"What Is The Mission In Afghanistan?"
Our guest blogger is Peter Juul, Research Associate at the Center for American Progress Action Fund.
This morning’s news that Defense Secretary Gates has delayed the decision to send an additional 17,000 troops to Afghanistan “until President Obama decides what force levels he wants” provides an opportunity to ask some important questions about the U.S. involvement there. Many here in the United States are calling on the Obama administration to “get Afghanistan right” by not “escalating” the war and instead wind down the U.S. presence. Others, like VetVoice blogger and Army veteran Brandon Friedman, have ably questioned the core assumptions of the withdrawal movement, and defend the Obama administration. But the entire debate has thus far danced around the central question that ought guide our policy in Afghanistan -– namely, what kind of war we are fighting.
No one on either side really seems to know what kind of war we are fighting with the Taliban. Is it an anti-foreign insurgency, as those who urge withdrawal appear to assume? Or do people acquiesce to the Taliban because the U.S.-supported Karzai government is horribly corrupt and incapable of providing basic services, as the Kandahar-based Sarah Chayes persuasively argues?
If it’s the latter -– and I think it probably is –- then the Obama administration needs to figure out whether or not we think the Afghan government –- under Karzai or someone else –- can provide reasonably clean, competent governance, or whether it’s feasible for the U.S. and NATO to just do it themselves. If they conclude so, then the Obama administration should put forward a much greater commitment in personnel (military and civilian) and resources than is currently on the table in order to provide the security that is necessary to help deliver public goods. If the Afghan government appears unredeemable -– as Afghanistan scholar Barnett Rubin suspects -– then there’s not much the United States or its partners can do. In this case, no amount of troops or resources will help and we should just pack up and leave.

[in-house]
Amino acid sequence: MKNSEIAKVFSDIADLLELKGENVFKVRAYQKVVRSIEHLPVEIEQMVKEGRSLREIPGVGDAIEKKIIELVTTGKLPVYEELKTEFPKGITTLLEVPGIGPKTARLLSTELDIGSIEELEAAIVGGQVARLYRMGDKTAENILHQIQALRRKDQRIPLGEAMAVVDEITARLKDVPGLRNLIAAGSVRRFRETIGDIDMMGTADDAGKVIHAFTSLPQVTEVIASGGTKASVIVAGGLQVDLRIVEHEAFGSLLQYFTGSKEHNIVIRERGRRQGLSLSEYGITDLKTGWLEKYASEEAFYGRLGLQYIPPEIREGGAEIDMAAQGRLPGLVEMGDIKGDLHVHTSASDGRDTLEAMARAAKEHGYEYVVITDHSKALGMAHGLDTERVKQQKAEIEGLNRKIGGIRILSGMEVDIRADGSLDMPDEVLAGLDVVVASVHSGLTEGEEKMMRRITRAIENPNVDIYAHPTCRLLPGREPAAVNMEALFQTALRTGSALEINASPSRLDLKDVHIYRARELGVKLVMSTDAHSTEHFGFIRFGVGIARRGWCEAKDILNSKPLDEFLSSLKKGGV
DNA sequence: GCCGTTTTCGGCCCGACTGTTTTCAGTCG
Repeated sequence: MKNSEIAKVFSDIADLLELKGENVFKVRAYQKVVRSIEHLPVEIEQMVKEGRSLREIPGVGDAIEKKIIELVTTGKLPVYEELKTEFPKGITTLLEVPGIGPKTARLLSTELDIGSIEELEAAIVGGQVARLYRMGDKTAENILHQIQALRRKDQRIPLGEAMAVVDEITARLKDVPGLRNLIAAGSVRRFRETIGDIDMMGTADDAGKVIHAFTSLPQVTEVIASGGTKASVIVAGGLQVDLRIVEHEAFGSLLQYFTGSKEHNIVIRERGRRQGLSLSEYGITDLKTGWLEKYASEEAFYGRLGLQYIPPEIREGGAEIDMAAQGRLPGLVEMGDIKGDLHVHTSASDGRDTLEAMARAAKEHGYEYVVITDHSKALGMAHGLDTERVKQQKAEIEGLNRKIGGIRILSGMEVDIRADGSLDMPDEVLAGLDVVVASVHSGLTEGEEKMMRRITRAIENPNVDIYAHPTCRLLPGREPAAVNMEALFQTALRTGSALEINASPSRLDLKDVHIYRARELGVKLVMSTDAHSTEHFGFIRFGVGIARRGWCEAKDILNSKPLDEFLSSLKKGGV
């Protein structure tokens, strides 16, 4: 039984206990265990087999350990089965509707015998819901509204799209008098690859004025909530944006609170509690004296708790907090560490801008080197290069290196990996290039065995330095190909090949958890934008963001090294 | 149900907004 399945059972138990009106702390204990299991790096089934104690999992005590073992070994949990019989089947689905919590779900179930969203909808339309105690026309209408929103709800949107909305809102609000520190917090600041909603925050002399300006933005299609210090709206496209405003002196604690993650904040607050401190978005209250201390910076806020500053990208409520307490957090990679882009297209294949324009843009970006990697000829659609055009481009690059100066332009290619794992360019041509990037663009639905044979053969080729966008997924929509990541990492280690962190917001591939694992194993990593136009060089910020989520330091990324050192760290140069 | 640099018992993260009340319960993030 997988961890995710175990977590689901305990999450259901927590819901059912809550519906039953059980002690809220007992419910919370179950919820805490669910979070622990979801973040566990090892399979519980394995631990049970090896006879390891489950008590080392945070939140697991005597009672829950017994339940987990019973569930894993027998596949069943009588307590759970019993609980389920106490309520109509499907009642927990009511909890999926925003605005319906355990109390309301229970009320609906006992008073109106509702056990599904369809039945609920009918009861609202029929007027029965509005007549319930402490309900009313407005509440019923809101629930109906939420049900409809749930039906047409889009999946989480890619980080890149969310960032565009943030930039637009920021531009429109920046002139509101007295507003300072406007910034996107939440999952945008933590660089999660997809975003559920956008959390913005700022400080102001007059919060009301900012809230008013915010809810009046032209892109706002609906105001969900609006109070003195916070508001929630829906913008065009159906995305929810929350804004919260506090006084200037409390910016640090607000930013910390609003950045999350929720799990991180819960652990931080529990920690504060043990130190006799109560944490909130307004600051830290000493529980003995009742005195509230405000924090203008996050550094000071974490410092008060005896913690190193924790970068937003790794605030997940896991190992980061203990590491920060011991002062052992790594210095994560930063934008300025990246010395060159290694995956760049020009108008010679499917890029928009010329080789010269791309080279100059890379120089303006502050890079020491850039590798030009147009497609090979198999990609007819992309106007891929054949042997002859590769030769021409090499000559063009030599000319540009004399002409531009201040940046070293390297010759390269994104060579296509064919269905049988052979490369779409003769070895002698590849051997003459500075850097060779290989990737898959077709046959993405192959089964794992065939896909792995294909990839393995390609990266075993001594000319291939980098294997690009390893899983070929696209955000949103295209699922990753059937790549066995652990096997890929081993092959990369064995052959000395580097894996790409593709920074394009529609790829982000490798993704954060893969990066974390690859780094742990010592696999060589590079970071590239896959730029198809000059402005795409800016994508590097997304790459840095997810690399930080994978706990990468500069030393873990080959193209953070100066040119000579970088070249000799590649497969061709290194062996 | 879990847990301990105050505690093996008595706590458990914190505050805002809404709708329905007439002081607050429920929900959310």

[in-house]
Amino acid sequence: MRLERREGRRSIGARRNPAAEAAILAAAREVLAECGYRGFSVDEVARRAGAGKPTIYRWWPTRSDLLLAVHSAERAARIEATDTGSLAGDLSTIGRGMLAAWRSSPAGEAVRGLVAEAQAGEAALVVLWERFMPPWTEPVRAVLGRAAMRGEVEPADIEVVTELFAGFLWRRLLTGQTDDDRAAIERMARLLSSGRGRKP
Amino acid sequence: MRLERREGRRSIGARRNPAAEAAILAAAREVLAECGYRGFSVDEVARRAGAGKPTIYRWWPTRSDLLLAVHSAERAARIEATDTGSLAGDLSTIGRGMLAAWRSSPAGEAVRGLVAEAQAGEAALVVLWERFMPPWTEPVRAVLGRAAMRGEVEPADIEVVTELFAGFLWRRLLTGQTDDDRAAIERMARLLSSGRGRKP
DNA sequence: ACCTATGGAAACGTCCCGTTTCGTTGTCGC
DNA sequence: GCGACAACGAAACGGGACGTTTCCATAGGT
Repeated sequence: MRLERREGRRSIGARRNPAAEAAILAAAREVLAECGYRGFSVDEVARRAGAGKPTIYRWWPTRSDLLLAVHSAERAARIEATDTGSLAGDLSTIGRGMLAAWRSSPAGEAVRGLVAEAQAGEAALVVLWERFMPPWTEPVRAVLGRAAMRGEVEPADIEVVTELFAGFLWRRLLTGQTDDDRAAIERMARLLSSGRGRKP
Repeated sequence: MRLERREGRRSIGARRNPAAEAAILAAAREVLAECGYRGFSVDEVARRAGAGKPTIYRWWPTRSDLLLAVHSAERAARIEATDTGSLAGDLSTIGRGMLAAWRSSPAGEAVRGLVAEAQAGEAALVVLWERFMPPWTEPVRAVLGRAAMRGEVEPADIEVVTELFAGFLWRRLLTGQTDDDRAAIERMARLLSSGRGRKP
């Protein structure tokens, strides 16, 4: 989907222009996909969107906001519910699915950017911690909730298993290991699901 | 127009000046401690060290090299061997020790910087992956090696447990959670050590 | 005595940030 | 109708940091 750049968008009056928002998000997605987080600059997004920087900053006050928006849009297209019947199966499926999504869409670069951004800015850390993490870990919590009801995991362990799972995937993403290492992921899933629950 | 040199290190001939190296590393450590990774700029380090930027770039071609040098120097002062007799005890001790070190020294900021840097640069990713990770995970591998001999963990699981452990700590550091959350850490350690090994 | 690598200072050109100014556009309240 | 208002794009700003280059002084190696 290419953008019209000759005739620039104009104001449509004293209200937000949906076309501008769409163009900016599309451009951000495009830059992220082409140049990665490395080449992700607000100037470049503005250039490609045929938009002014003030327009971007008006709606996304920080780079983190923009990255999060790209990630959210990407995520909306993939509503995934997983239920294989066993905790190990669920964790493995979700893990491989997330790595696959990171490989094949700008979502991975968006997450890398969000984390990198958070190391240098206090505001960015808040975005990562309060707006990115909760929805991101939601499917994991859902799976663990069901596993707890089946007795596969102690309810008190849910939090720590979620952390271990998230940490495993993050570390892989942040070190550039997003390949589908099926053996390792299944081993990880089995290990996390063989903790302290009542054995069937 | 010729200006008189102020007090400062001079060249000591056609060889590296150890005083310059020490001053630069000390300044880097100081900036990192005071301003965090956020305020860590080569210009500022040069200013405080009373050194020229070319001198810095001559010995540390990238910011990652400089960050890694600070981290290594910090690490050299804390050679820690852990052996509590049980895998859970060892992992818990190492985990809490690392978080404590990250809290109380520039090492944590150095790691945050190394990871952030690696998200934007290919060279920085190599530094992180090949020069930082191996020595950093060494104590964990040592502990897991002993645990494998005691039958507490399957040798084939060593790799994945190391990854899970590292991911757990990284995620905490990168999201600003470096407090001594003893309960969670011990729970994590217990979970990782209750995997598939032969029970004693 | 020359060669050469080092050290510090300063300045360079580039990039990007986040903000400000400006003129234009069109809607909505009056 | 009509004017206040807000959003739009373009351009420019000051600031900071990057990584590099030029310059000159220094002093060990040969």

If we do wind up concluding that any amount of effort toward better governance is futile, the United States should realize the consequences of pulling out. It likely means that the Taliban, thanks to the backing of their allies in the Pakistani security establishment, will at some point wind up back in power in Kabul. These Taliban will likely be more rigid and extreme than the predecessor regime we toppled in 2001. And it’s unlikely that this development will take the militant pressure off Pakistan; the radical fighters now sweeping through Pakistan’s Northwest Frontier Province will have a secure rear and ready ally across the border.
We must have a deeper and more vigorous debate over long-term goals and strategy in Afghanistan and the region. Sending 17,000 more troops there is akin to applying a tourniquet -– we need to stop the hemorrhaging before we can figure out what to do. It’s not leaping ahead into an “escalation”; it’s buying time.